Everton, with only former Arsenal striker Kevin Campbell up front, had clearly decided that they would be unable to inflict a second successive home defeat on a side who were unbeaten at Highbury for a year before Middlesbrough came knocking.

But Campbell, like many forwards, has a habit of biting the hands that used to feed him. So when Thomas Gravesen scooped the ball over the Arsenal back four, he shot past David Seaman at the second attempt.

Arsenal looked to be in for a long afternoon, and possibly an even longer season after that. But Grimandi's goal did more to restore their spirits than a bloody mary or an Alka Seltzer.

Report © The Electronic Telegraph

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 Nyarko quits Everton after confrontation with fan
by Brian Glanville, The Sunday Times
IN THE end, Arsenal won it at a canter, but as their manager, Arsne Wenger, admitted, it took time. It usually does, he confessed, after the exertions of a midweek European game which saw their departure from the Champions League. Before that, there had been the disaster of the Middlesbrough match when they crashed 3-0 at Highbury. So, as Wenger said, the three points were enormously important in view of Arsenal's need to hold on to second place and another crack at the Europe's premier competition. Walter Smith, the Everton manager, was disappointed but realistic. "The first half of the game," he said, "we knew we'd be under a lot of pressure. I thought we handled that okay. We came back after losing a goal. But the second half of the game, we really deserved no better than we got after Arsenal scored the second goal, which was poor defending by ourselves."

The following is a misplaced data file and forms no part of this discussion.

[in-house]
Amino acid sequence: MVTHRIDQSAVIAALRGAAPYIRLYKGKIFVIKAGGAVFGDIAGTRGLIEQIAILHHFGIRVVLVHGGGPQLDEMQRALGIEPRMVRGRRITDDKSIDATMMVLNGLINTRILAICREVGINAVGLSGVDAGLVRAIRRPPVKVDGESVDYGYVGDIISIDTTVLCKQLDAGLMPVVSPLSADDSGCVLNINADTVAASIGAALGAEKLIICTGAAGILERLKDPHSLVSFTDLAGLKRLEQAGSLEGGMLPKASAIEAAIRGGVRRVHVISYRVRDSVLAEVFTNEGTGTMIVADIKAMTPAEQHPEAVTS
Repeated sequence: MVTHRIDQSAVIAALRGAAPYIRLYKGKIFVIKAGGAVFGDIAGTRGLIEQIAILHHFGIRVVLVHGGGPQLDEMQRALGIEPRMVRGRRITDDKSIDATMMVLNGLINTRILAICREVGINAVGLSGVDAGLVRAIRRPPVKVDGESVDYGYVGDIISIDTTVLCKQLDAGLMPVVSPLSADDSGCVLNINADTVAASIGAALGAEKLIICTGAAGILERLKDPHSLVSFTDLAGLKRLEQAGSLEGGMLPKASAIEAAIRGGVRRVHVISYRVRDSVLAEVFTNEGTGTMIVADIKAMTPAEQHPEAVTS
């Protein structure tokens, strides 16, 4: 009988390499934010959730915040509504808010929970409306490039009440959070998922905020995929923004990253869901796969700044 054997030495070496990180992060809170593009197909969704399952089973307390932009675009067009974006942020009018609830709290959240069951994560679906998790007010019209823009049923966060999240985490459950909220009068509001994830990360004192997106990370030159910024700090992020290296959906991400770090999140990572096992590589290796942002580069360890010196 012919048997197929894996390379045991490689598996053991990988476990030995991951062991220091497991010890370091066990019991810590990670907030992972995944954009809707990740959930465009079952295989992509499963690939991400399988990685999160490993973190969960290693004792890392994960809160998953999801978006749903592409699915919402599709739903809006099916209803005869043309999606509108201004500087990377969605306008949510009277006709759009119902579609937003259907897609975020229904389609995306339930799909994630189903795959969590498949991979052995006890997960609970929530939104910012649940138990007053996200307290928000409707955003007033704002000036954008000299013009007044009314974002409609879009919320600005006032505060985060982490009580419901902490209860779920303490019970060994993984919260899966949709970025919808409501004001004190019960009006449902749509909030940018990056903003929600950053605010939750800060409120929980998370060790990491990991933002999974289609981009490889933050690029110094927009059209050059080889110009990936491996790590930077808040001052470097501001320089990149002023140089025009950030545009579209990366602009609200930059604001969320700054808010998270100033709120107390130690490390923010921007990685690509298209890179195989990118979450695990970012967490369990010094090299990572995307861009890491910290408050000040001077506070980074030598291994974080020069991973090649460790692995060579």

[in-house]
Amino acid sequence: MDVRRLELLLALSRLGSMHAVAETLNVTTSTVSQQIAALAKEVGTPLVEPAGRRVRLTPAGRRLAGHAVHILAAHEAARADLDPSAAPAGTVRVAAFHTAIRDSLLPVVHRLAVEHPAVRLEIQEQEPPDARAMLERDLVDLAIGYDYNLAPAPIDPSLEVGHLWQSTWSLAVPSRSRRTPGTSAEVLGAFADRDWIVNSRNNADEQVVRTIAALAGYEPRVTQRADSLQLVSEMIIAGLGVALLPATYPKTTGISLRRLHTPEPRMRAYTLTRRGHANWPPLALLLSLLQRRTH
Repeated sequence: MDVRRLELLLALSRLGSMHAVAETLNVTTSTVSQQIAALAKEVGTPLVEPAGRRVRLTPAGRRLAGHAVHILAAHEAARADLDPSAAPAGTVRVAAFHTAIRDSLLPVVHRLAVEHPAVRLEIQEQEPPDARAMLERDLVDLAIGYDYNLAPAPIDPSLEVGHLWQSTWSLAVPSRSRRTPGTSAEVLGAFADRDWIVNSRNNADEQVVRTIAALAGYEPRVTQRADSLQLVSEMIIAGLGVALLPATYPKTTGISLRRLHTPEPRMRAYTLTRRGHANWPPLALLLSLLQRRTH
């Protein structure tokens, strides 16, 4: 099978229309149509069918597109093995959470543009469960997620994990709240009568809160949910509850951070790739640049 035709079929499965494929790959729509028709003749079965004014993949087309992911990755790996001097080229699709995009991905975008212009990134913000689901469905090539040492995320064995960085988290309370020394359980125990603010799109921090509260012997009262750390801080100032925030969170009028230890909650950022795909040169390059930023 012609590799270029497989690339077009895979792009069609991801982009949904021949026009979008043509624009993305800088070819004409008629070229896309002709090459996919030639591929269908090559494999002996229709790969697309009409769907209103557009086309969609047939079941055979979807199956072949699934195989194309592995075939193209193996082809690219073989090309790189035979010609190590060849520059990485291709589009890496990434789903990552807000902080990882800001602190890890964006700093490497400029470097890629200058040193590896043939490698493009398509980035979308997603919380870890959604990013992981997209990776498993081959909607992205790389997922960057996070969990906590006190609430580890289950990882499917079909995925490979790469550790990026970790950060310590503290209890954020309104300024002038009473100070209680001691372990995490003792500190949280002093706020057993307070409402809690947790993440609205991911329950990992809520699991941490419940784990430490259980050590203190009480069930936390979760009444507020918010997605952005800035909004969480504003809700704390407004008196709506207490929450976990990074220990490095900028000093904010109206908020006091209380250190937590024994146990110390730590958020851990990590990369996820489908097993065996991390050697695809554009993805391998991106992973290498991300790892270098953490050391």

Not quite as poor, perhaps, as Arsenal's first goal, the result of a deplorable goalkeeping error. Not to mention the Gunners' fourth goal, which went in after 87 minutes, the consequence of a wretched back pass by the Italian Alessandro Pistone, gratefully exploited by Thierry Henry, who rounded Paul Gerrard in goal and found the empty net.

You could hardly blame Gerrard for that, but he had to take the blame for Arsenal's ridiculous first goal. The ball went from Henry to Fredrik Ljungberg, whose straightforward shot somehow went through Gerrard's grasp and into the Everton net.

That might have been enough to demoralise any team, but to Everton's credit, they did come back to equalise. Deprived, for the umpteenth time, of the formidable presence of Duncan Ferguson, who would surely have given Arsenal's central defensive pair of Tony Adams and Martin Keown more to think about, they deployed a formation which had only the former Arsenal striker, Kevin Campbell, up front. But Campbell it was, illustrating yet again the "law" that former players inevitably score against their old teams, who got Everton's only goal.

It was nicely engineered, too, Alex Nyarko finding Thomas Gravesen, who, from the right, cleverly floated the ball over the Arsenal defence to a solitary Campbell. Seaman saved his first shot, but the ball ran loose, Campbell gathered it again, and shot home. At this point, you were wondering if and when Arsenal would raise the pace of their game. Like Everton, they were without a number of key players, and you certainly felt they missed the subtleties of Dennis Bergkamp in attack. And while Ljumberg is a willing performer in any position, including the right flank, he hardly has the winger's traditional gifts of pace and elusiveness.